Newburgh, NY Tornado (Wind Storm) Hits School, Nov 1989

Birth, Marriage & Death Records

Newburgh NY Response to the Disaster.jpg Newburgh NY View Of The Disaster Scene.jpg

TOWN TRIES TO FATHOM DEATHS OF 7 STUDENTS KILLED IN SCHOOL COLLAPSE.

The Associated Press.
Newburgh -- District schools are closed today as a town mourns and officials try to help students cope with the deaths of seven elementary school children killed when a cafeteria wall collapsed during a violent storm.
The wall, approximately 30 feet high and 50 feet wide, caved in on a group of first, second and third graders as they were eating lunch Thursday at the East Coldenham Elementary School in the town of Newburgh, about 60 miles north of New York City.
Between 113 and 125 students were eating in the cafeteria when the brick, cinder-block and glass wall imploded, according to town of Newburgh Chief of Police JOHN KULISEK. In addition to the seven killed, 18 children were injured. All of the injured were between 6 and 9 years old.
KULISEK said that witnesses reported a tornado crossing Route 17K from the south, brushing past a nearby home and toppling a willow treet before slamming into the school.
The National Weather Service said Thursday it was unlikely the storm was a tornado. Meteorologist ROBERT BARTON of the Albany district office said a two-man team headed by meteorologist in charge ROLAND LOFFREDO would examine the damage more completely today.
Firefighters and police arrived at the Newburgh school within 15 minutes of the wall's collapse to find children calling out from under the rubble.
"Some were screaming, some were lying there very quiet," MAHONEY said. "You could hear them under the debris calling for help, calling 'Take me home, take me home.'"
The 18-year police veteran said he carried two injured children out of the school, one of them a little girl.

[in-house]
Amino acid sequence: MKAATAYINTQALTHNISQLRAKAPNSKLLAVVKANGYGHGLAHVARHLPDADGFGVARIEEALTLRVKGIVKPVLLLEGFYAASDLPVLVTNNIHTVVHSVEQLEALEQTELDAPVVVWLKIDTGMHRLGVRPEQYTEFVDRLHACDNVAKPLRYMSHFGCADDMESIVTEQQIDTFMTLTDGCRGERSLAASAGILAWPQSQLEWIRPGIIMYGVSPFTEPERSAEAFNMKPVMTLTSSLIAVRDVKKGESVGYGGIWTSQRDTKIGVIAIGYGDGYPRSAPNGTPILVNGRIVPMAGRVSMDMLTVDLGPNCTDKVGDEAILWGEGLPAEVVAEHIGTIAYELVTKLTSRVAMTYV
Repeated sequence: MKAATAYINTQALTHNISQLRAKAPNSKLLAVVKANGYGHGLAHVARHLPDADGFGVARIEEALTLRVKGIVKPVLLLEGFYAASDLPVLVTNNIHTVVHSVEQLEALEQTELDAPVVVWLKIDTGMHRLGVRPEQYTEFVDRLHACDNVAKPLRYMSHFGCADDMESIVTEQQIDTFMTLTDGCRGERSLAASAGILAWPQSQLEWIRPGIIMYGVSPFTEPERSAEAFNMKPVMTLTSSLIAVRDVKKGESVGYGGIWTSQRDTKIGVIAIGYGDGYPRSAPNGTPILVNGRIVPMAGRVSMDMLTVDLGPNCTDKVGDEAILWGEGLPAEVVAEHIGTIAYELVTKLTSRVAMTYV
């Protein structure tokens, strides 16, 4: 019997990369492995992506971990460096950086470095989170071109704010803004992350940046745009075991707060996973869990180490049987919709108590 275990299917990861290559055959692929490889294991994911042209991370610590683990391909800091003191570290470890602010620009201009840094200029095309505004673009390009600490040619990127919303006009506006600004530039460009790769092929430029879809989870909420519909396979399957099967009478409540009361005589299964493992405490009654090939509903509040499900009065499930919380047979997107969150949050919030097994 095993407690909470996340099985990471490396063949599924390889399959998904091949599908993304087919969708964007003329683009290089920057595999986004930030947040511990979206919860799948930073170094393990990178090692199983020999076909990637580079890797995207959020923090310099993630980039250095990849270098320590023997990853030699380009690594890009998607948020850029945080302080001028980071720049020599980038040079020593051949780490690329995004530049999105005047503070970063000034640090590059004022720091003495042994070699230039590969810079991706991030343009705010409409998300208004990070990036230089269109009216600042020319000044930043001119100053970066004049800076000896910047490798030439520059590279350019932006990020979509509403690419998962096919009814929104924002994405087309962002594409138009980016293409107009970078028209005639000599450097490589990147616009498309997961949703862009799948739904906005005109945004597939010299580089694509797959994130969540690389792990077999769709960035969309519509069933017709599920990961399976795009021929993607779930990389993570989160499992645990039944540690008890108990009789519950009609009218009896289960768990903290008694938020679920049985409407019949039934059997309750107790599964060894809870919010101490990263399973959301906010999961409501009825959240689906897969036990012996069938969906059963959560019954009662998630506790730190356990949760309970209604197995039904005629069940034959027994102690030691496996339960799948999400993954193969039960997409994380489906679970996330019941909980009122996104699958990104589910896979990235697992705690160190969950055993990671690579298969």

All of the children were freed from the rubble within half an hour. Crews had placed an emergency enclosure on the school by Thursday night to seal the hole.
Valley Central School District Superintendent JAMES COONAN said there would be no school today in any of the district's seven schools.
"We've already been in touch with trauma teams," COONAN said.
He said they would be available to children returning to school on Monday.
The seven dead students were identified Thursday night by New York State Police as:
AMY INNIS, 8 years old.
MARIA STUHMER, 8 years old.
LARAE LITCHHULT, 8 years old.
PETER ORSINO, 8 years old.
JOANNA LICHTLER, 7 years old.
CHARLES SCOTTO, 7 years old.
ADAM SOLTIS, 7 years old.
One boy who managed to get near the wreckage said he saw lunches and baked goods still sitting on some of the tables and milk spilled on the floor.
"There's two lunch boxes still sitting there," 12 year old SHAWN DEARBORN said.
KULISEK said an investigation would begin today on why the wall gave in. Meanwhile, school and local officials were trying to sort out their next moves.

Syracuse Herald Journal New York 1989-11-17

Transcribers Note:
Please read this remarkable article on the disaster and its aftermath at archive.recordonline.com The Coldenham Generation.
Some meterologists believe this was not cause by a tornado but by a 'derecho' which is an intense straight line wind.